Friday, July 12, 2013

What Are You Training When You Train?

What are you training when you train? Simple enough question, isn't it? Surprisingly, the answer is very simple although not very well understood.

Repetition is the bedrock of martial arts training. Many in the martial arts and other sports refer to 'muscle memory.' MUSCLES DO NOT HAVE MEMORY. The reference to muscle memory is a way for people who don't know the 'why' of techniques or training to explain the why of techniques or training. It is a constant source of amusement when my work on understanding the why of techniques is derided and yet those same deriders then attempt to explain the why of the tactics and techniques they are teaching. The why explanation that is anecdotal at best.

The brain is 'plastic.' Neuroplasticity refers to the ability of the brain to create new neuroconnections throughout its life. Habits are well established neuroconnections. If you want to create new habits, you need to create new neuroconnections. You then need to reinforce them with repetition.

The brain changes physically (anatomy) and functionally (physiologically). It's not just about 'the way we think.' Training is about changing the physical and functional characteristics of the brain.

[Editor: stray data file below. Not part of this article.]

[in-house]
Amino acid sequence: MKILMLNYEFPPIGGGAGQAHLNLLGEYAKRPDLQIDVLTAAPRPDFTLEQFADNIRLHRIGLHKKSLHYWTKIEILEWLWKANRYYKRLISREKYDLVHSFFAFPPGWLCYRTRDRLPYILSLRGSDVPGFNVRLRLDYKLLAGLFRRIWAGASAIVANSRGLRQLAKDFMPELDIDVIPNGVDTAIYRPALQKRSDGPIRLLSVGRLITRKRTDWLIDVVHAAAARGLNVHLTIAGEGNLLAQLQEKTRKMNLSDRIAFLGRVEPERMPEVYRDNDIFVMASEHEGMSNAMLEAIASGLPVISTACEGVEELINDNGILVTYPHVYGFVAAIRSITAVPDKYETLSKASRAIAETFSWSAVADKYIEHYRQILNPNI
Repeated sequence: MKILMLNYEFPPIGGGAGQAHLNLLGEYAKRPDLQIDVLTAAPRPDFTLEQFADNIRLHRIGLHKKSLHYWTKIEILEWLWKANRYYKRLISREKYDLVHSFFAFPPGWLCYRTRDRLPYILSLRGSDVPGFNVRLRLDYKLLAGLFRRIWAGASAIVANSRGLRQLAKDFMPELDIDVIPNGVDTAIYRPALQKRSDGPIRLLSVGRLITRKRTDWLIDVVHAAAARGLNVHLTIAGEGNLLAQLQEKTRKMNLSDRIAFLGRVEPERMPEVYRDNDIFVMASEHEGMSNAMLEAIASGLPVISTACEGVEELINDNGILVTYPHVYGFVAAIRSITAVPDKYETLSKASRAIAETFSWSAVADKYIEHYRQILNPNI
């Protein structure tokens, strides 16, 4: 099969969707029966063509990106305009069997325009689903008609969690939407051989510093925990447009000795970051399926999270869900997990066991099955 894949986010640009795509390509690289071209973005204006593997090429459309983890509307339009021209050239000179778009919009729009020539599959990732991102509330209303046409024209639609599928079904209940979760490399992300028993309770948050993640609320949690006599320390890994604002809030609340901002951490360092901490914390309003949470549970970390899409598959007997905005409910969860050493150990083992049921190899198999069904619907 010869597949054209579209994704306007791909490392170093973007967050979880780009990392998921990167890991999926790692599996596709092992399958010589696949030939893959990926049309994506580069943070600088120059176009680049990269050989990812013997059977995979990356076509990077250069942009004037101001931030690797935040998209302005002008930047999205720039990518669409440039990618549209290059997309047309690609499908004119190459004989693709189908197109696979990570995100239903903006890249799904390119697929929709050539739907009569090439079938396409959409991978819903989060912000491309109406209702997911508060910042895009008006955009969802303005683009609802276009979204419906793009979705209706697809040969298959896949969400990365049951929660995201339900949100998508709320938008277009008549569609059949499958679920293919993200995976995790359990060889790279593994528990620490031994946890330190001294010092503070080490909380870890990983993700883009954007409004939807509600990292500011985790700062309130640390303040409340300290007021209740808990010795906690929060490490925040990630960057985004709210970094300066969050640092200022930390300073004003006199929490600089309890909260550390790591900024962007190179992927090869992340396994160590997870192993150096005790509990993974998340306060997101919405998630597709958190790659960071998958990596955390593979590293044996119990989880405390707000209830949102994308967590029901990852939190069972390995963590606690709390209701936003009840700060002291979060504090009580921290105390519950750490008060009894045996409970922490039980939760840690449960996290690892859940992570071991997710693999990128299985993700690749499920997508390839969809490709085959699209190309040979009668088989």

Your training is developing new neuroconnections and reinforcing those neuroconnections. That is why visualisation works to improve your physical performance. The brain changes itself. You visualise your physical activity and that is establishing and reinforcing those new neuralconnections. There have been studies done were people how have never played an instrument have learnt to play that instrument without physically playing it.

There is training that trains the body - pushups, etc - however, the skill training, while you may think it is physical training, is actually mind training.


  1. Always thought that "muscle memory" was just the layman's term for motor memory - imprinting more muscle synergies via repetitive execution into the motor planning regions of the brain - the consciously controlled motor cortex, the subconscious motor areas of the basal ganglia and cerebellum. Never thought of it as "memory inside muscle" but as "memory of muscle firing patterns".

  2. Your post fits in very nicely with my series of ongoing posts discussing the necessity of mental training, rehearsal and role-play. Nice succinct explanation.


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